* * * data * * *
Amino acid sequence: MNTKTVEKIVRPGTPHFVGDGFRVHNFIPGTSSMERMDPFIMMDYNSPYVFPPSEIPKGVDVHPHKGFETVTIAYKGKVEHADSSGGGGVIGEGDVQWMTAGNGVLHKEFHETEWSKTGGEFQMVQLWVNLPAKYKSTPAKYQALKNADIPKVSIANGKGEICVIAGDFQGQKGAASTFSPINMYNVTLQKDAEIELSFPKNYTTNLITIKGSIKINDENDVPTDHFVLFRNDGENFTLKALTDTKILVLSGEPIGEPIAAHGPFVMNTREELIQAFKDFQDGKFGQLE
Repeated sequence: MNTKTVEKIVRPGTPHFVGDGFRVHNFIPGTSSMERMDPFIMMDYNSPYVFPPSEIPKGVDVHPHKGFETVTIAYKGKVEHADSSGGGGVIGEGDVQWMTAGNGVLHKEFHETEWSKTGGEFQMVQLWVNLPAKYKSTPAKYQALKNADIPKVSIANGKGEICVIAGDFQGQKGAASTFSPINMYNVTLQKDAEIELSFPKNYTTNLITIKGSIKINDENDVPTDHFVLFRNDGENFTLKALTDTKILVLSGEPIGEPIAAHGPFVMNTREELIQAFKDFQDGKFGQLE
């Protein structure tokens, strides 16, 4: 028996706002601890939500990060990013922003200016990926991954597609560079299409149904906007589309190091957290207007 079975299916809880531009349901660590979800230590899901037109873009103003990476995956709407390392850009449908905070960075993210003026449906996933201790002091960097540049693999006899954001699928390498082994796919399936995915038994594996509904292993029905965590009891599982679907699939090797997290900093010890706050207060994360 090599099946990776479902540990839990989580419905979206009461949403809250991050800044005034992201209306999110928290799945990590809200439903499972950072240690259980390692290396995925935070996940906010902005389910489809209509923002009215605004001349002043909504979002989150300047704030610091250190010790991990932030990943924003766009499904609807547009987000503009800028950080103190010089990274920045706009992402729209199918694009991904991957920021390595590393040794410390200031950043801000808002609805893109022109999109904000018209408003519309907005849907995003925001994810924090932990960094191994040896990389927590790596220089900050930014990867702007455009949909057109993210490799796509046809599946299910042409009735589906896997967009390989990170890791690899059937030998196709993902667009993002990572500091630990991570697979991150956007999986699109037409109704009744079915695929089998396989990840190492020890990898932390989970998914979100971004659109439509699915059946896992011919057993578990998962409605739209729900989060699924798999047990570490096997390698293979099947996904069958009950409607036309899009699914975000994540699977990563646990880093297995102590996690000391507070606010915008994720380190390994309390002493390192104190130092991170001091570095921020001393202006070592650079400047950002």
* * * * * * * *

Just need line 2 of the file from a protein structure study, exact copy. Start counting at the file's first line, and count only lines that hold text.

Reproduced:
Repeated sequence: MNTKTVEKIVRPGTPHFVGDGFRVHNFIPGTSSMERMDPFIMMDYNSPYVFPPSEIPKGVDVHPHKGFETVTIAYKGKVEHADSSGGGGVIGEGDVQWMTAGNGVLHKEFHETEWSKTGGEFQMVQLWVNLPAKYKSTPAKYQALKNADIPKVSIANGKGEICVIAGDFQGQKGAASTFSPINMYNVTLQKDAEIELSFPKNYTTNLITIKGSIKINDENDVPTDHFVLFRNDGENFTLKALTDTKILVLSGEPIGEPIAAHGPFVMNTREELIQAFKDFQDGKFGQLE